Information adapted from the Virginia Circuit Court Jury Answer Book

Jurors play an essential role in the trial of civil and criminal cases. Although many people do not know what to expect from jury service, most look back upon it as a rewarding experience. Jury service is a tangible, challenging, and indispensable contribution to our country. 

How was I chosen for jury service?
Potential jurors are selected randomly by the jury commissioners using lists designated by the
courts, such as the voter registration list and the driver’s license list. In some courts, this is done by hand, and in others, it is done by computer. Either way, the selection method is designed to produce a cross section of the community. Men and women over 18 years of age and from all walks of life have an equal opportunity to be called for jury service.

Do I have to respond to the summons to jury service?
Yes. The summons to jury service is an official court summons. If you do not respond, you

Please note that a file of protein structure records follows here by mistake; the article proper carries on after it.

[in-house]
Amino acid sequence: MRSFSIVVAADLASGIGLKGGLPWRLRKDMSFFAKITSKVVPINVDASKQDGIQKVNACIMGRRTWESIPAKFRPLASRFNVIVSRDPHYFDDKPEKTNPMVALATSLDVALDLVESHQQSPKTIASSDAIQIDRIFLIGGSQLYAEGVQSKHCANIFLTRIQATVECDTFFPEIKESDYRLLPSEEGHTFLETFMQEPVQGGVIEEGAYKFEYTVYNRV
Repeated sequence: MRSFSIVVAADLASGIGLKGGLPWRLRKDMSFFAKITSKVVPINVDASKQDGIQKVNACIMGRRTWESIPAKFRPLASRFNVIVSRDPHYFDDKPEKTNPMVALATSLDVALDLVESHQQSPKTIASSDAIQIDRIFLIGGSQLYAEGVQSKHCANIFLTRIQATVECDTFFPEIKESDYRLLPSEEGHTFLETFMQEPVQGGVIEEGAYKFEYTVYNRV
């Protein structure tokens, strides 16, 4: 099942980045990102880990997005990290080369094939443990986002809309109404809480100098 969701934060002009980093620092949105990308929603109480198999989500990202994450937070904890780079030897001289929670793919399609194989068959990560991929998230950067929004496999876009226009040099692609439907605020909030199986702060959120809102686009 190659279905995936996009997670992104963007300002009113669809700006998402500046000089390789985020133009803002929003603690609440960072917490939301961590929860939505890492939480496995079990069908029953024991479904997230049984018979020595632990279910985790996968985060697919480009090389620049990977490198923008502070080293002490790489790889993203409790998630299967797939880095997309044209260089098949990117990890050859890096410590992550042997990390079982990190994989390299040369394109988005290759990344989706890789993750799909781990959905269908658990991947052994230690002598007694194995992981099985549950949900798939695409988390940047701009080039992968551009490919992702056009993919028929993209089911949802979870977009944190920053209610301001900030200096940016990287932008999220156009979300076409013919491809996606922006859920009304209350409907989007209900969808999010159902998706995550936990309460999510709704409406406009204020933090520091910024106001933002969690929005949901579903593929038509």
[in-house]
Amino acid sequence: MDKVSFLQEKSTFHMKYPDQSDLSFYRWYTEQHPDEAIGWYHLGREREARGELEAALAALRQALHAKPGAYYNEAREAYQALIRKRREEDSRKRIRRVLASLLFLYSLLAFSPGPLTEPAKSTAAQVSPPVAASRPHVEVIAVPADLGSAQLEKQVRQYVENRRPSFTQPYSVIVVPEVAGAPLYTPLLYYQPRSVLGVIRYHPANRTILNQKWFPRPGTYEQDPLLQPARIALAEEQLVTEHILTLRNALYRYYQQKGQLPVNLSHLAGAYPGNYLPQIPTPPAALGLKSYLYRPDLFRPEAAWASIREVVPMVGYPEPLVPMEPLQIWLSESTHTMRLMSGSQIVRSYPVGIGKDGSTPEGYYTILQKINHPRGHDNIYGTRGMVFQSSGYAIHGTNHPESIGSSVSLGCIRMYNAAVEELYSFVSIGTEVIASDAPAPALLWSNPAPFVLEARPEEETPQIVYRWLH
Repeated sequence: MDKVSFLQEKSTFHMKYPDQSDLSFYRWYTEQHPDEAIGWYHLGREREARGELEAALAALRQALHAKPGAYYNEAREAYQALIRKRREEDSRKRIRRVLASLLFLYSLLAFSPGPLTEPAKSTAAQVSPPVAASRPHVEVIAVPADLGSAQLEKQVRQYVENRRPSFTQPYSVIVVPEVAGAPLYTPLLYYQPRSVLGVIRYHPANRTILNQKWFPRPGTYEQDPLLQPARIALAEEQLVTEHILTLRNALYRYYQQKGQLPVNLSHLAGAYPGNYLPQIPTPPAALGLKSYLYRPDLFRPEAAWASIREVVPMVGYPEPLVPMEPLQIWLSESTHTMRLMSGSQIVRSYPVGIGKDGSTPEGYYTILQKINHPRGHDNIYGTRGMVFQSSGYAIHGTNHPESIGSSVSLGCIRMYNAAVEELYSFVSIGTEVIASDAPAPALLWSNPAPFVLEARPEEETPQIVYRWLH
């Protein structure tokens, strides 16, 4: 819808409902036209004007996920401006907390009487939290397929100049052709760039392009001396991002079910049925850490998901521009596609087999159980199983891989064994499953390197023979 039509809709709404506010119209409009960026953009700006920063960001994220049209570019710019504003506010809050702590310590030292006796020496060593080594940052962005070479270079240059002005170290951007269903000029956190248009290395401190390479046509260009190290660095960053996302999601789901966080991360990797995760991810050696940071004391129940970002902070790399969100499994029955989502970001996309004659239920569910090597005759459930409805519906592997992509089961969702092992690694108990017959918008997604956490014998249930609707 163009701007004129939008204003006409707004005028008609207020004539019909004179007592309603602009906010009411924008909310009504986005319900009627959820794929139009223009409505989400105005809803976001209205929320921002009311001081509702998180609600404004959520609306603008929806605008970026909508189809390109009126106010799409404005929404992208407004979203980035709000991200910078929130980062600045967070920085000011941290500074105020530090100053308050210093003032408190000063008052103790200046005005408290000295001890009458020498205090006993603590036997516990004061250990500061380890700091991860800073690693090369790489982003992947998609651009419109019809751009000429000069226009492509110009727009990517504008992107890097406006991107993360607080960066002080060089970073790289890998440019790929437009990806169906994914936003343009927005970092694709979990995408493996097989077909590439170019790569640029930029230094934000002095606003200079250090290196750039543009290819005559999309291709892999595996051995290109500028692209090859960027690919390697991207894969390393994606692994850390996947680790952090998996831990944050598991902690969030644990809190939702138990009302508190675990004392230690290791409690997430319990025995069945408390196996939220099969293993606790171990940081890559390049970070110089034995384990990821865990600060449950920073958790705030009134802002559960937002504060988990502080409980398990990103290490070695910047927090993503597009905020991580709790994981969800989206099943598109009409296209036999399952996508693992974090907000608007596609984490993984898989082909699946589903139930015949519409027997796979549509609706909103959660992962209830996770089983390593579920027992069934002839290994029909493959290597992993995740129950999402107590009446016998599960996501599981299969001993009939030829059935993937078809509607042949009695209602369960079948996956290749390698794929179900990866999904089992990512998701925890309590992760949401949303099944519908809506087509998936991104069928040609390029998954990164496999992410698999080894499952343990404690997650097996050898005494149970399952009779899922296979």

could be held in contempt of court!

What if I can’t perform jury service right now?
Your term of jury service might disturb your regular pattern of work and other activities. If this disruption causes you genuine hardship, not just inconvenience, it may be possible for you to defer your service to another time. However, this is done only in cases of extreme hardship or need. The judge decides whether your jury service can be deferred. If you feel that you can’t perform your jury service at this time, call the number listed on your summons to discuss your situation.

You won’t be excused because your jury service is inconvenient or because you have a busy
schedule, but you may be for reasons such as a physical ailment. If you have special conflicts on a particular day during the term, the court may excuse you on those days. 

For more Q & A on jury service in Virginia, click Virginia Circuit Court Jury Answer Book